Intra subject direct replication and 2 inter subject

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intra-subject direct replication and 2 ) inter- subject direct replication In SCD research, there are three primary ways to ensure within-study replication all of which involve repeating a change between two adjacent conditions Sequential introduction and withdrawal designs include the repetition of the basic A-B comparison within a single participant Time-lagged designs include the repition of the basic A-B comparison across a set of 3 or more participants, behaviors, or contexts Rapid interative alteration designs include repetition of an _ A-B _ comparison, with single session replication and comparisons Direct intra-participant replication (historically termed (intra-subject) refers to repeating the experimental effect with the same participant more than once in the same study Inter-participant direct replication (historically inter-subject replication) refers to repeating the experimental effect with different participants When employing SCD's, what is considered the minimally acceptable amount of successful inter-participant (or inter-group) replications before moving on to a systematic replication attempt? THREE Variables you should consider in determining whether three replications are an adequate number include A )baseline data stability, B) consistency of effect with related findings C ) magnitude of effect D) adequacy of controlling threats to internal validity Clinical Replication Clinical Replication (as defined by Hersen and Barlow) refers to “the administration of a treatment package containing two or more distinct treatment procedures by the same investigator or group.. investigators…administered in a specific setting to a series of clients presenting similar combinations of multiple behavioral and emotional problems, which usually cluster together.” In clinical replication, the (and associates), combining techniques, demonstrate the intervention package with participants who demonstrate similar clusters of problem behaviors Systematic Replication A systematic replication is when a researcher carries out a planned series of studies that incorporate systematic changes from one study to the next and identifies them as a replication series, a systematic replication clearly exists Hersen and Barlow (1976) defined systematic replication as “any attempt to replicate findings from a direct replication series, varying settings behavior change agents, behavior disorders or any combination thereof Failure to replicate can lead and has, led to the discovery of limitations of current interventions and the discovery of new interventions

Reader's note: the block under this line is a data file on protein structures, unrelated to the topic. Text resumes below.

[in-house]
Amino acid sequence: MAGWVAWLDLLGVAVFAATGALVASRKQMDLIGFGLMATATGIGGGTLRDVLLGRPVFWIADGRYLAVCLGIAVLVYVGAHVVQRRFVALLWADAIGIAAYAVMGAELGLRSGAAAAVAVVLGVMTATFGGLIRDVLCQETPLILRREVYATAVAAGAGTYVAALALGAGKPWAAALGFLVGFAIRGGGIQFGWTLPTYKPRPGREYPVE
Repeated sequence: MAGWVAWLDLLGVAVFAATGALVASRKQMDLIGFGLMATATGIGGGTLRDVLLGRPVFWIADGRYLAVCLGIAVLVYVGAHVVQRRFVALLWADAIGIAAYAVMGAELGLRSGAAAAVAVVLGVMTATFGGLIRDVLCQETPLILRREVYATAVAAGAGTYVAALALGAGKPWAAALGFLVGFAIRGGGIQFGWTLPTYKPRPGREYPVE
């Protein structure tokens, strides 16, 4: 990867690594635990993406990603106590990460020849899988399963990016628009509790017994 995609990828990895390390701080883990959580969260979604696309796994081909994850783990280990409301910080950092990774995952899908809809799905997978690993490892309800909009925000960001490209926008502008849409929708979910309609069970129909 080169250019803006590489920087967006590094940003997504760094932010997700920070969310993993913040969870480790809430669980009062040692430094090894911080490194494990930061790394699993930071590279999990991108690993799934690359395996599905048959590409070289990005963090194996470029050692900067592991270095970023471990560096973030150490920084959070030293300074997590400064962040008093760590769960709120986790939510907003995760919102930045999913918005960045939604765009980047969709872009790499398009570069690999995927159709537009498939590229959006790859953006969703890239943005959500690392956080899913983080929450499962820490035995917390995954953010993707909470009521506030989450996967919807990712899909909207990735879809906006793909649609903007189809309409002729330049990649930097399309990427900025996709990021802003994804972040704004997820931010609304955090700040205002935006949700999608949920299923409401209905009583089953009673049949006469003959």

Different applied researchers may suggest slightly different definitions of systematic replication, but general guidelines on when and how to proceed with a systematic replication attempt are quite similar (pg. 90) Replication and External Validity A common criticism directed at SCRD research methodology always has been that findings cannot generalize beyond the individual The dynamic nature of SCD research may improve generality to clinical and educational contexts Regarding limitations of large group research, intra-subject

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